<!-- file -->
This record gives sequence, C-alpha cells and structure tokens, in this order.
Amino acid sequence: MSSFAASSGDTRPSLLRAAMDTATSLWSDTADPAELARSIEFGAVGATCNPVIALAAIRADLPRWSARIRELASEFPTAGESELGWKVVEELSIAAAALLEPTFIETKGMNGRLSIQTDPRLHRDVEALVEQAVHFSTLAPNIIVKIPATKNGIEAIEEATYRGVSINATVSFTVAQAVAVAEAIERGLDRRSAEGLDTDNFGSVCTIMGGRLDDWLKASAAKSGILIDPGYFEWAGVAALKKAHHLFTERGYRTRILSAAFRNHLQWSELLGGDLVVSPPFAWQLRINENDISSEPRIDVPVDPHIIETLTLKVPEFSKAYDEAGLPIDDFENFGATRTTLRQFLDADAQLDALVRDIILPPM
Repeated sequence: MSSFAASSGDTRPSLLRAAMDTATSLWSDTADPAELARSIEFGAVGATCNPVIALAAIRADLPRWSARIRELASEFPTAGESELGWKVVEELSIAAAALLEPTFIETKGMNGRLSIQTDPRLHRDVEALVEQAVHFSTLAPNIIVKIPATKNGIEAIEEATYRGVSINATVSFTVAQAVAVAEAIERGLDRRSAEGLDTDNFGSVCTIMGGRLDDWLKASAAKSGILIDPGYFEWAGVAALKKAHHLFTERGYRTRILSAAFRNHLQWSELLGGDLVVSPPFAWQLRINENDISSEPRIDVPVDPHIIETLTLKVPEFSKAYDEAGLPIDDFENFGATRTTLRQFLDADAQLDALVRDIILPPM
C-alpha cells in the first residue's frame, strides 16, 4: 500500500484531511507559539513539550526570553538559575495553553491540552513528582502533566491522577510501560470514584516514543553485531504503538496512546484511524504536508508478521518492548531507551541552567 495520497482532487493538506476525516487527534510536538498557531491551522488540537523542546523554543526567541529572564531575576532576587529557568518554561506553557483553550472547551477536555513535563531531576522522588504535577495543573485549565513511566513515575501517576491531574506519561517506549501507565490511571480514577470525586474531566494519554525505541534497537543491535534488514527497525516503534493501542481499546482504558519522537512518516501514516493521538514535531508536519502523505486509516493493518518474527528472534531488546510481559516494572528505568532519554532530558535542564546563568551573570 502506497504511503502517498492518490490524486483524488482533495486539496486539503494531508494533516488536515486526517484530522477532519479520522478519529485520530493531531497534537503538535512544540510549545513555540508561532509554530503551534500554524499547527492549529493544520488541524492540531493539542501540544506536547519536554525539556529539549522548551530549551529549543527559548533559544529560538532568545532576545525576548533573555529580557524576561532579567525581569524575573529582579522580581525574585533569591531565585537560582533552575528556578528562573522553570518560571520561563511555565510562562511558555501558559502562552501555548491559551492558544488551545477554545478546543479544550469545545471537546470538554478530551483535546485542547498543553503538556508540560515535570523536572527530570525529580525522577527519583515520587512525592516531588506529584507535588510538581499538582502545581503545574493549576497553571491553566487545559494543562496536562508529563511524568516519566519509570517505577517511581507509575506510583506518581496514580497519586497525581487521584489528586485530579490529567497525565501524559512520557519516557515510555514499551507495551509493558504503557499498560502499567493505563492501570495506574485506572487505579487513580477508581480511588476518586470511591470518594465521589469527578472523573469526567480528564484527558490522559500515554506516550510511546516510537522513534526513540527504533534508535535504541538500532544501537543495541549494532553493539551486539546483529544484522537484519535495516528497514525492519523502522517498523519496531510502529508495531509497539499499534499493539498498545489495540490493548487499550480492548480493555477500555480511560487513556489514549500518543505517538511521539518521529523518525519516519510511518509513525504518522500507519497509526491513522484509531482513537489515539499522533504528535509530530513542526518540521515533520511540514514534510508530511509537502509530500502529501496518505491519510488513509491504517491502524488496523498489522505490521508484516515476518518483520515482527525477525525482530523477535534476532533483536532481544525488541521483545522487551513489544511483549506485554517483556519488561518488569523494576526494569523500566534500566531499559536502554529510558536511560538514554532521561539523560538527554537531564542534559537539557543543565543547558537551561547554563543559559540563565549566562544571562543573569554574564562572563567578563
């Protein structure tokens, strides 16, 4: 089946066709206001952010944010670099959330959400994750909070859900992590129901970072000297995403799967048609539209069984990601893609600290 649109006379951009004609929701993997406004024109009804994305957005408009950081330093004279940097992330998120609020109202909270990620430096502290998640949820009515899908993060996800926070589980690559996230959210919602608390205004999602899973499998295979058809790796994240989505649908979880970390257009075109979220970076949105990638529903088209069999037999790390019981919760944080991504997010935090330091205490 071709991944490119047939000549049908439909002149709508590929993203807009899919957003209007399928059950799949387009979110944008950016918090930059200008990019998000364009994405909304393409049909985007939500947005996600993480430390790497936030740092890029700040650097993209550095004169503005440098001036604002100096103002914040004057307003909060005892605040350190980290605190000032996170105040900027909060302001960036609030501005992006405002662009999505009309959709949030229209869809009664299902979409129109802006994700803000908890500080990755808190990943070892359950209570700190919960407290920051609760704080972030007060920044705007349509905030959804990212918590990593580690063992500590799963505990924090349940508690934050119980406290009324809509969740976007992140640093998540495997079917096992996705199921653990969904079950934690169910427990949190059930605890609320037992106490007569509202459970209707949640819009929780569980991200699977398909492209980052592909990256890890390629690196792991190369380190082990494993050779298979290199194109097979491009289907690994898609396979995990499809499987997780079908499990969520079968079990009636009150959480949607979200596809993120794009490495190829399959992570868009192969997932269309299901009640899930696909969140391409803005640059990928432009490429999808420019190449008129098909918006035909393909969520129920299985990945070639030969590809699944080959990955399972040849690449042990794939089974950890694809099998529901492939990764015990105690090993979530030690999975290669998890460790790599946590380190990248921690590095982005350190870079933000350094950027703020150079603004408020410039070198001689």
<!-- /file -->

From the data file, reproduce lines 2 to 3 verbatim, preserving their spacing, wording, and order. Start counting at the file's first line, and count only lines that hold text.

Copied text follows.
Amino acid sequence: MSSFAASSGDTRPSLLRAAMDTATSLWSDTADPAELARSIEFGAVGATCNPVIALAAIRADLPRWSARIRELASEFPTAGESELGWKVVEELSIAAAALLEPTFIETKGMNGRLSIQTDPRLHRDVEALVEQAVHFSTLAPNIIVKIPATKNGIEAIEEATYRGVSINATVSFTVAQAVAVAEAIERGLDRRSAEGLDTDNFGSVCTIMGGRLDDWLKASAAKSGILIDPGYFEWAGVAALKKAHHLFTERGYRTRILSAAFRNHLQWSELLGGDLVVSPPFAWQLRINENDISSEPRIDVPVDPHIIETLTLKVPEFSKAYDEAGLPIDDFENFGATRTTLRQFLDADAQLDALVRDIILPPM
Repeated sequence: MSSFAASSGDTRPSLLRAAMDTATSLWSDTADPAELARSIEFGAVGATCNPVIALAAIRADLPRWSARIRELASEFPTAGESELGWKVVEELSIAAAALLEPTFIETKGMNGRLSIQTDPRLHRDVEALVEQAVHFSTLAPNIIVKIPATKNGIEAIEEATYRGVSINATVSFTVAQAVAVAEAIERGLDRRSAEGLDTDNFGSVCTIMGGRLDDWLKASAAKSGILIDPGYFEWAGVAALKKAHHLFTERGYRTRILSAAFRNHLQWSELLGGDLVVSPPFAWQLRINENDISSEPRIDVPVDPHIIETLTLKVPEFSKAYDEAGLPIDDFENFGATRTTLRQFLDADAQLDALVRDIILPPM